This may not be what you would expect to read in a blog of an addiction treatment program but opioids are my best friend right now. You see, my father in law is dying. Sure, he’s 95, but a month ago he was working and driving! And yet here he lies at a beautiful hospice house high up on a hill beyond a Home Depot and Costco. Life goes on down there.

The lake nearby is filled with geese, one of which I almost ran over on the road making my way up the hill. The facility is new and clean with huge rooms and lots of friendly workers. Their only job is to make sure that our dying family member is comfortable.

Every so often my father in law wakes up and grimaces or moans out in pain. It’s sad and hard to watch. The nurses are quick to administer pain meds, opiates, and within minutes his entire face relaxes and he falls back into a deep peaceful looking sleep. Opioids are miraculous when used as intended – to treat acute pain conditions, cancer or end-of-life pain, and sometimes chronic pain. It’s when tolerance or physical or emotional dependence develop that problems can arise, often leading to addictive behaviors and severe consequences.

Today I arrived at the hospice after a 22-minute drive from the Addiction Treatment Clinic where I work on Fridays. It’s there that I witness and hear stories of the devastation that opioids can also cause--where opioids have either been overprescribed for pain control or misused to treat not physical but emotional and psychologic pain. It has caused loss of family, jobs, homes, financial security, and self-worth.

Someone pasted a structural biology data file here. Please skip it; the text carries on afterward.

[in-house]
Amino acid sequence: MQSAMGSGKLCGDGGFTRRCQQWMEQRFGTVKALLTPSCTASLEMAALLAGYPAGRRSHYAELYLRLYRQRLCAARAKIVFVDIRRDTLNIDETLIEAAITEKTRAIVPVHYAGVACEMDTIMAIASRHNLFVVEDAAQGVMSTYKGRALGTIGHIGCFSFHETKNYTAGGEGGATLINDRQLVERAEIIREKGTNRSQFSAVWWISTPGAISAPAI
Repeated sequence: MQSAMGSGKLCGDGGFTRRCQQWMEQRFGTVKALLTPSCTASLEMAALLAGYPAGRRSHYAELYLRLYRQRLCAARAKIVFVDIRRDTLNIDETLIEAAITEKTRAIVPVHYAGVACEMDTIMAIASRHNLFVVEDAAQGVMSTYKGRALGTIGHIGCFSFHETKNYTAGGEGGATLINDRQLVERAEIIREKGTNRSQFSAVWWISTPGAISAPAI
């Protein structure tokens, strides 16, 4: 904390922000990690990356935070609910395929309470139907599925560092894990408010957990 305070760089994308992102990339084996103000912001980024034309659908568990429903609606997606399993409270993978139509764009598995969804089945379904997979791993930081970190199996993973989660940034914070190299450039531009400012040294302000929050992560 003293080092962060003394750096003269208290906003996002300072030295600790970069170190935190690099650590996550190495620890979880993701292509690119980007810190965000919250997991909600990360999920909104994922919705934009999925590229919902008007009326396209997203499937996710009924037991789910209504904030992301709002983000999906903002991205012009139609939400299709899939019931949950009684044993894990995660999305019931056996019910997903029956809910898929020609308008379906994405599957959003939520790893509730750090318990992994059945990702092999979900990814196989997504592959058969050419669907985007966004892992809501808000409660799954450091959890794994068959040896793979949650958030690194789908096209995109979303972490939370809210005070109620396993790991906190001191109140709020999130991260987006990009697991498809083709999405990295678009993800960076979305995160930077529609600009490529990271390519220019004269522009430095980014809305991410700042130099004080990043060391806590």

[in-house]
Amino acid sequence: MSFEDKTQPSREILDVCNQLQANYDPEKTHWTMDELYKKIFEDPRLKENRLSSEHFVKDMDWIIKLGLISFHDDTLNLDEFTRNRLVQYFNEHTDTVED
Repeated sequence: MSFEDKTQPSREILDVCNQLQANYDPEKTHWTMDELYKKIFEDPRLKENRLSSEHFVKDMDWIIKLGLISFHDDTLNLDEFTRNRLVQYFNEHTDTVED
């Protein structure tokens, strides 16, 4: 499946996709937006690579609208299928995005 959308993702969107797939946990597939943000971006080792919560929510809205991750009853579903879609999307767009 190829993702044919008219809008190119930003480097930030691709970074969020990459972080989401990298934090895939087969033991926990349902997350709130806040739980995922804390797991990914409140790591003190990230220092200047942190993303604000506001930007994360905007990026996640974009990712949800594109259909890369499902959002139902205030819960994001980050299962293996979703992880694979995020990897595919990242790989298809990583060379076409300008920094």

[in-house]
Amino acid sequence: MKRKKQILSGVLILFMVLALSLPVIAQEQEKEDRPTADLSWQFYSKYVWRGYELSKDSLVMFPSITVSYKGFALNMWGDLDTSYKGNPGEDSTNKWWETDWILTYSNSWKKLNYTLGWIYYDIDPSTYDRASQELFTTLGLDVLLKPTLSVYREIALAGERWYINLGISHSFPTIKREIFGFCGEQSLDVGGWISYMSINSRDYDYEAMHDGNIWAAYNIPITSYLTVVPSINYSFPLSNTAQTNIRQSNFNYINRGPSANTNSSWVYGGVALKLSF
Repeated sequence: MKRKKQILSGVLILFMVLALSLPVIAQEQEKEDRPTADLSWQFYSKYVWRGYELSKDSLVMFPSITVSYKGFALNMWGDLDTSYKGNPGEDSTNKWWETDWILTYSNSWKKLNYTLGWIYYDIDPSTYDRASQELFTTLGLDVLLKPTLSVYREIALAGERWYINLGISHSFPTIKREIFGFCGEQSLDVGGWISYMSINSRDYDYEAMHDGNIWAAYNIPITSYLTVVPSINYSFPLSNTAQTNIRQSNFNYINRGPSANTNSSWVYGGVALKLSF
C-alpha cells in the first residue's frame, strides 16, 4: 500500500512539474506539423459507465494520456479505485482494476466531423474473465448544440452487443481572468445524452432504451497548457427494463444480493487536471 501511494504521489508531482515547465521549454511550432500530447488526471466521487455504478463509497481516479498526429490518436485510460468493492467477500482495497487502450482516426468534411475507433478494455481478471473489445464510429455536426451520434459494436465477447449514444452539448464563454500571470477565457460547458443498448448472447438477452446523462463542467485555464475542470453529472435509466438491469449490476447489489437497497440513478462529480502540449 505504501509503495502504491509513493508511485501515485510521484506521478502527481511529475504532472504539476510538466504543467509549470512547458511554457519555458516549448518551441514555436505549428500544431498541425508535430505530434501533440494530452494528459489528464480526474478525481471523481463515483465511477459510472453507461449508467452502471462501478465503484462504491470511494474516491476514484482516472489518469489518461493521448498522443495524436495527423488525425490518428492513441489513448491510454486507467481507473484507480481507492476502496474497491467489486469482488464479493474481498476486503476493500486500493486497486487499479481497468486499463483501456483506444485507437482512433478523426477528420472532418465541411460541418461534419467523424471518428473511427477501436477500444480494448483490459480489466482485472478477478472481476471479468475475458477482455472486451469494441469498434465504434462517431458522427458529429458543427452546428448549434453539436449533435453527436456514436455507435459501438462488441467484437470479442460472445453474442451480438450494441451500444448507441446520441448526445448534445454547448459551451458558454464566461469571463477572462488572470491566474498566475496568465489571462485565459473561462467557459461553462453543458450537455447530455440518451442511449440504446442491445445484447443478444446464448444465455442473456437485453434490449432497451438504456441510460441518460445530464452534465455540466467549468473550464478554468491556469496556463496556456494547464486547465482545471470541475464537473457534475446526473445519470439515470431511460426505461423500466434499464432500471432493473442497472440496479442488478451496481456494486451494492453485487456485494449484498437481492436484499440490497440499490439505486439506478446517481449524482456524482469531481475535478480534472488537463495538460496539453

I admitted five new patients into the clinic today. All five are hoping to start over and to gain or regain sobriety. One patient had been in rehab and detox at least 50 times but here she was trying again. Maybe this will be THE time. Two patients in recovery brought their young children with them who happily played on their iPads while we chatted. These are examples of patients benefitting from Medication-Assisted treatment (MAT) A place where patients can begin to rebuild their lives, one day at a time.


There are so many opportunities and treatment methods available for reclaiming lives adversely affected by opioids and alcohol. There is an approach for everyone and anyone that chooses sobriety. Medication-Assisted Treatments are available, including Naltrexone.

Naltrexone therapy is our specialty at the Coleman Institute for Addiction Medicine. Naltrexone is a non-addictive form of Medication-Assisted Treatment, which can be delivered in long-lasting formulations by injection or implant. It is also available in a short-acting oral form. It reduces cravings for opioids and alcohol and blunts any euphoric feelings which may arise from the use of opiates. One can only receive Naltrexone therapy if they are completely free or opiates in their bodies. Sometimes a medical detox is necessary to achieve this.

At the The Coleman Institute for Addiction Medicine, we can safely and comfortably detox you and help you find your path to recovery and freedom from addictive substances. In just 3-8 days you can be substance-free and can begin planning your new life in recovery. We practice a holistic approach and will assist you in developing a personalized, comprehensive aftercare plan that will work for you.

Please contact us. Our Care Advocates are trained and waiting.

Deborah Reich, MD